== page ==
Item description for Catholic Converts: British and American Intellectuals Turn to Rome by Patrick Allitt...
From the early nineteenth to the mid-twentieth century, an impressive group of English speaking intellectuals converted to Catholicism. Outspoken and gifted, they intended to show the fallacies of religious skeptics and place Catholicism, once again, at the center of western intellectual life. The lives of individual converts such as John Henry Newman, G. K. Chesterton, Thomas Merton, and Dorothy Day have been well documented, but Patrick Allitt has written the first account of converts' collective impact on Catholic intellectual life. His book is also the first to characterize the distinctive style of Catholicism they helped to create and the first to investigate the extensive contacts among Catholic convert writers in the United States and Britain.
Allitt explains how, despite the Church's dogmatic style and hierarchical structure, converts working in the areas of history, science, literature, and philosophy maintained that Catholicism was intellectually liberating. British and American converts followed each other's progress closely, visiting each other and sending work back and forth across the Atlantic. The outcome of their labors was not what the converts had hoped. Although they influenced the Catholic Church for three or four generations, they were unable to restore it to the central place in Western intellectual life that it had enjoyed before the Reformation."
Citations And Professional Reviews Catholic Converts: British and American Intellectuals Turn to Rome by Patrick Allitt has been reviewed by professional book reviewers and journalists at the following establishments -
Kirkus Reviews - 08/01/1997 page 1170
Library Journal - 07/01/1997 page 87
New York Times - 08/17/1997 page 20
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Studio: Cornell University Press
Est. Packaging Dimensions: Length: 9.26" Width: 6.35" Height: 1.13" Weight: 1.36 lbs.
Release Date Jun 27, 1997
Publisher Cornell University Press
ISBN 080142996X ISBN13 9780801429965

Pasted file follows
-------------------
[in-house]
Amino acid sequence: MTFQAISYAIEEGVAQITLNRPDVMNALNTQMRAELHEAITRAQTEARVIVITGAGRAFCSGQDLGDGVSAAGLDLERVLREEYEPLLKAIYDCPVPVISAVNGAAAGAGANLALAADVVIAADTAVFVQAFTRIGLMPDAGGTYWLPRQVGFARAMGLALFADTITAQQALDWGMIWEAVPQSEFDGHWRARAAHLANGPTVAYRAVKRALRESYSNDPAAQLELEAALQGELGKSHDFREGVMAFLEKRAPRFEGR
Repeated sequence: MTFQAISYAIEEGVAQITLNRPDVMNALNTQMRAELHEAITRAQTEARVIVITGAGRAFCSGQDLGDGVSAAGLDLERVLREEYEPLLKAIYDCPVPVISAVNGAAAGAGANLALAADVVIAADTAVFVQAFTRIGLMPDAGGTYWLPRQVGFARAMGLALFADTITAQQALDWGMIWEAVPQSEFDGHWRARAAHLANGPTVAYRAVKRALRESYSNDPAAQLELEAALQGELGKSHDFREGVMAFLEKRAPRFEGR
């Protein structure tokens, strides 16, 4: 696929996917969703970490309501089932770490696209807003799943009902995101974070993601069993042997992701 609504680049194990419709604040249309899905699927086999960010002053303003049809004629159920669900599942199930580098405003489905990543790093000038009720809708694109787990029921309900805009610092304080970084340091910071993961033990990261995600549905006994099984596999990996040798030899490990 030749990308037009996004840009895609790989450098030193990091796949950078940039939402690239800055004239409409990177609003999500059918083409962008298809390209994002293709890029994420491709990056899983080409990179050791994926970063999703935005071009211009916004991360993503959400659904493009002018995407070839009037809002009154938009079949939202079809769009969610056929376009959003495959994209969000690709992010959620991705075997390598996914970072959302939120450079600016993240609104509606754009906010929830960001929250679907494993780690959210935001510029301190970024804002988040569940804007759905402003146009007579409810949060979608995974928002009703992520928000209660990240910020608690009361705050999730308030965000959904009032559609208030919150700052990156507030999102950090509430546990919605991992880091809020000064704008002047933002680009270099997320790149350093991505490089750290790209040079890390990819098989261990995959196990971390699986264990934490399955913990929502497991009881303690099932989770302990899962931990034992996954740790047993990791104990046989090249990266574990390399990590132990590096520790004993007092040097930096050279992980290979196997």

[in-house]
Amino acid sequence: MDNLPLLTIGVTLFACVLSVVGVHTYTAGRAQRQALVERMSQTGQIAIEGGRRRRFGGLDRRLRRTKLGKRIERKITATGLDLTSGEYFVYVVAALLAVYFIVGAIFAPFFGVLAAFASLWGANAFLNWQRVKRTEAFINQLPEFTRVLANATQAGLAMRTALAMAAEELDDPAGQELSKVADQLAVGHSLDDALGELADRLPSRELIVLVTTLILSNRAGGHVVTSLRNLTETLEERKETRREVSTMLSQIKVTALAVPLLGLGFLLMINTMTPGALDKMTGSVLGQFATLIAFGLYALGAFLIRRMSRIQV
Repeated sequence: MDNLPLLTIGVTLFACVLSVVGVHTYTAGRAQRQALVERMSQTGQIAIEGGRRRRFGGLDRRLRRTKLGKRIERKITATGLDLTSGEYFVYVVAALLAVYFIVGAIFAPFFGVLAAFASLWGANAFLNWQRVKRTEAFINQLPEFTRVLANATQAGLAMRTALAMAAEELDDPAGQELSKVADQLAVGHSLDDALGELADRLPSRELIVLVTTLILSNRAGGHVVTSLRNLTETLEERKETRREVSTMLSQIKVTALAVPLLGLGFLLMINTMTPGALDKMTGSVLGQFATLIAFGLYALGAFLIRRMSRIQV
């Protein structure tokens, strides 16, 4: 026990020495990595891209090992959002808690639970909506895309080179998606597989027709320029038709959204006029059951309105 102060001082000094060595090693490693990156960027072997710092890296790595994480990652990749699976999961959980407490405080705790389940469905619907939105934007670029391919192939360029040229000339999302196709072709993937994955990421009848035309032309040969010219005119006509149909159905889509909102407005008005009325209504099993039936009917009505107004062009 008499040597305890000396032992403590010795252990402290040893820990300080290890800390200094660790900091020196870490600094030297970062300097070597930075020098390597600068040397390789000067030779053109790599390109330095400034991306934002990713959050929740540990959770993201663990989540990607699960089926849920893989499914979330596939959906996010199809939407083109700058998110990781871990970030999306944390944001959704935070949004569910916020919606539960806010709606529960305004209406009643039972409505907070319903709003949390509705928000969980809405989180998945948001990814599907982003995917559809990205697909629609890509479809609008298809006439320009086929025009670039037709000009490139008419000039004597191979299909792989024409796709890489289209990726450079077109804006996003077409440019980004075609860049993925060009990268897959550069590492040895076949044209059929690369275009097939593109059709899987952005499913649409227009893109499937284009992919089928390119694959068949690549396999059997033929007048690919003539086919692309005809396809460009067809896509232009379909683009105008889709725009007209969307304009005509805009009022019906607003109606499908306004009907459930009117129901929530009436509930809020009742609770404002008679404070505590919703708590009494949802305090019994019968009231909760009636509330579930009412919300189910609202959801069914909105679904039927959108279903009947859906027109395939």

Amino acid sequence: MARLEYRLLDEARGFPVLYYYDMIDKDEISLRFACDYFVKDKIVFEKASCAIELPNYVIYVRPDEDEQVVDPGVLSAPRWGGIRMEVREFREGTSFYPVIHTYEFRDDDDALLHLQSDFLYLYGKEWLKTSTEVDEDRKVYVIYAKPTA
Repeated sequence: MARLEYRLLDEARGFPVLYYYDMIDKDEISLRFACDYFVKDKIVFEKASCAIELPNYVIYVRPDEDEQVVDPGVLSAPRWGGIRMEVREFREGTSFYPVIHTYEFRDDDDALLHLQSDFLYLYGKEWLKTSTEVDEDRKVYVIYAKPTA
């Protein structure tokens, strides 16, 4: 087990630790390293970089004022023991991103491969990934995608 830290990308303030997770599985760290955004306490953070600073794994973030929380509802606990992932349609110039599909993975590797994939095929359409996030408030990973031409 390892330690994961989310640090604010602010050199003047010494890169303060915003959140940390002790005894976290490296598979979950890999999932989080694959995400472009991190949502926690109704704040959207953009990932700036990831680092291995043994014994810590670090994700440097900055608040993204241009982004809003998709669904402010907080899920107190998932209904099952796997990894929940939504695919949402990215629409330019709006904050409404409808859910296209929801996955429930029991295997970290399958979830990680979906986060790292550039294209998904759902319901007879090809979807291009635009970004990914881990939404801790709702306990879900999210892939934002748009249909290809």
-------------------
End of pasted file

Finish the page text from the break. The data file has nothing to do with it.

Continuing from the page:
Availability 128 units. Availability accurate as of May 27, 2017 12:07.
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More About Patrick Allitt
Patrick Allitt is professor of history at Emory University. He is the author of Catholic Intellectuals and Conservative Politics in America, 1950-1985, Catholic Converts: British and American Intellectuals Turn to Rome, and the editor of Major Problems in American Religious History.
Reviews - What do customers think about Catholic Converts: British and American Intellectuals Turn to Rome?
Catholic history from a liberal, dissident Catholic perspective Jun 23, 2007
If you are a conservative Catholic, who love his Church, and is faithful to the teachings of the Catholic Church, then this book is NOT for you.
I gave up on the book halfway through. The emphasis by this author is a sympathetic portrayal of converts from Protestantism with the agenda of changing the church to be more palatable to Protestants, but in effect this just makes the Catholic Church to be nothing but another Protestant church.
The author even portrays John Henry Newman to be a dissident Catholic, denying papal infabillity in favor of the collegiality of the bishops. This may have been true before Vatican I, but not after. Any Catholic who denied papal infallibility but upheld collegiality before Vatican I would be obligated by logic to accept papal infallibility after Vatican I. Once the college of bishops is led by the Holy Spirit to declare papal infallibility, then it would be a logical contradiction for a Catholic to uphold one and not the other. And this is exactly what Newman did not do. The author ignored the evidence that Newman later in life upheld papal infallibly in order to portray Newman as a fellow dissident.
The author's liberal Catholic bias effects his portrayal of even conservative Catholics such as G K Chesterton. Chesterton taught the beauty of the Catholic faith - that Jesus came to his us to give us life, with all its fullness, beauty and meaning. The author reduced Chesterton's teaching to a trite message that "Catholicism is fun!". This degrading summary would turn Chesterton in his grave!
To a liberal Catholic, God exists for man instead of man existing for God. If Catholic teaching prevents converts from coming into the Church, then the teaching can be discarded. Everything is about pandering to people instead obeying God and following the truth.
I should have known better by those who endorse this book where this book is coming from. It is not endorsed by anyone on EWTN or any conservative Catholic that I know of. But it is instead endorsed by a professor of University of Notre Dame, a school which refuses to obey the pope in enforcing the rule that all its theology professors must sign a paper that they will teach theology in accordance to the teachings of the Catholic Church.
Instead of this book, I recommend "Literary Giants, Literary Catholics" by Joseph Pearce.
Excellent account Apr 24, 2000
Too comprehensive to fit any stock description, this book is an excellent account of the flood of english-speaking intellectuals who have converted to Catholicism in the last two centuries. The book is well written and should be of great value to anyone who is interested in the role of faith in modern life. Well done.